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Place: Pune district, Maharashtra
Best Season: October to February
Time: 8 am to 5 pm
Significance: It is a great palace fort in the city of Pune.

This building’s placemark is situated in Pune, Maharashtra, India and its geographical coordinates are 18° 31′ 9″ North, 73° 51′ 19″ East. The original name (with diacritics) of the place is Pune. See Shaniwar Wada photos and images from satellite below, explore the aerial photographs of Shaniwar Wada in the Pune area. The seat of the Maratha empire from 1730 to 1818, the Shaniwar Wada is a very important place in Indian history.


Built by the Peshwas (Prime Ministers) of the Maratha King (Chhatrapati), this palace fort has nearly been destroyed completely by a combination of military attacks and fires through the centuries. Under the Peshwai (leadership) of Bajirao I, the capital of the Maratha Empire shifted from Satara to Pune. Bajirao chose Pune for his seat because he found the climate and geography of Pune most suitable for the Peshwai. As both ceremonies – laying the foundation stone and a house warming – took place on Saturdays and the Wada was built in Shaniwar Peth, it was named Shaniwar Wada.

Nanasaheb’s third son Narayanrao was appointed Peshwa after the death of Madhavrao. Raghobadada, who was the regent for Narayanrao, soon had major disagreements with his nephew, leading to Raghobadada being placed under house arrest. During the Ganesh Festival of 1773, several armed Gardi soldiers led by Sumer Singh Gardi entered the Shaniwar Wada, either with the intent of freeing Raghobadada and his wife or attacking Narayanrao. During the skirmish in the Wada, the young Peshwa was cut down by the Gardis. The body of Narayanrao is believed to be smuggled out of the Wada through the Jambhul Darwaza (the gate used previously by concubines) and cremated by the river at midnight. According to popular legend, Raghobadada had written to the Gardis with the Marathi word ‘धरा’ (to hold Narayanrao) but the letter was intercepted by his wife Anandibai (Raghobadada’s senior wife), who changed a single letter in the word, making it ‘मारा’ (kill). Narayanrao, after being chased by the Gardis, is said to have run inside the Wada ‘काका मला वाचावा’ (uncle, save me). This gruesome crime is said to have brought ill fate to the Peshwai, which never rose to its previous heights after Narayanrao’s demise. Rumour has it that Narayanrao’s cries for help are still heard around the Shaniwar Wada making it one of the most famously haunted places in India. Sawai Madhavrao, the next Peshwa and the son of Narayanrao are said to have been both physically and mentally weak. At the age of 21, he is believed to have jumped into the Hazari fountain, which was built for the pleasure of the infant Sawai Madhavrao, and died after sustaining severe injuries. Thus this majestic Wada witnessed not only the gory murder of a Peshwa but also the unfortunate suicide of his son, forever damaging the psyche of the Peshwai.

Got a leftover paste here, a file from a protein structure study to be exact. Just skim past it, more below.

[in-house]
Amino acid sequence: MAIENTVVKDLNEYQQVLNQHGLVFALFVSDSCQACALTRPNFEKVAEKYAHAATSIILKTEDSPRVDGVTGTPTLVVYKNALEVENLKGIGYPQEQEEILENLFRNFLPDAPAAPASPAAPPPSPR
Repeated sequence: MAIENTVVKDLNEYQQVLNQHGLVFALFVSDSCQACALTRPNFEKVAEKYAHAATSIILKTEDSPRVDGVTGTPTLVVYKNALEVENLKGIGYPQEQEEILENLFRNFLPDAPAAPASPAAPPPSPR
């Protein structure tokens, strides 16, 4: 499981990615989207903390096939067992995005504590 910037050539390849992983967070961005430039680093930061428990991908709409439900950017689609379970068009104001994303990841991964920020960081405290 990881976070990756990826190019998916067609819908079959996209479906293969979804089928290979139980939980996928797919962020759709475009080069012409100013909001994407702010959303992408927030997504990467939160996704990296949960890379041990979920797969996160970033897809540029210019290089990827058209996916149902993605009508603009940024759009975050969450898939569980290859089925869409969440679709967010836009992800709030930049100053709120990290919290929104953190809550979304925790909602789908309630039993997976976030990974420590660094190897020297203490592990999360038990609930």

1808 – Fire that destroyed all the important artifacts and documents in the palace.

1812 – Fire that destroyed two stories, a warehouse and Asmani Mahal.

1813 – Fire that destroyed the Royal Hall.

1828 – The fifth and biggest fire which is said to have lasted a week.


Shaniwar Wada is often not high on the list of must-visit monuments for history enthusiasts in India. This can be blamed on the combination of destruction by fire, the consequent neglect by the British, and the relative apathy of the ASI (Archaeological Survey of India) and PMC (Pune Municipal Corporation) towards the Shaniwar Wada. A sound and light show, which was popular among visitors, was discontinued after 2009 for reasons best known only to PMC and ASI.
However, there is a positive side to the state of affairs at Shaniwar Wada in 2016. Ever since the release of the Bollywood film Bajirao Mastani, tourists are thronging to the Shaniwar Wada to get in touch with the history of Bajirao.
The sound and light show is being revived to entertain the tourists who have began to venture into this Wada.

Shaniwar Wada is right in the centre of Pune and can be reached using any of the local transport options- buses, autos or taxis.
Shaniwar Wada is also covered by the Pune Darshan buses organised by the PMC (Pune Municipal Corporation).

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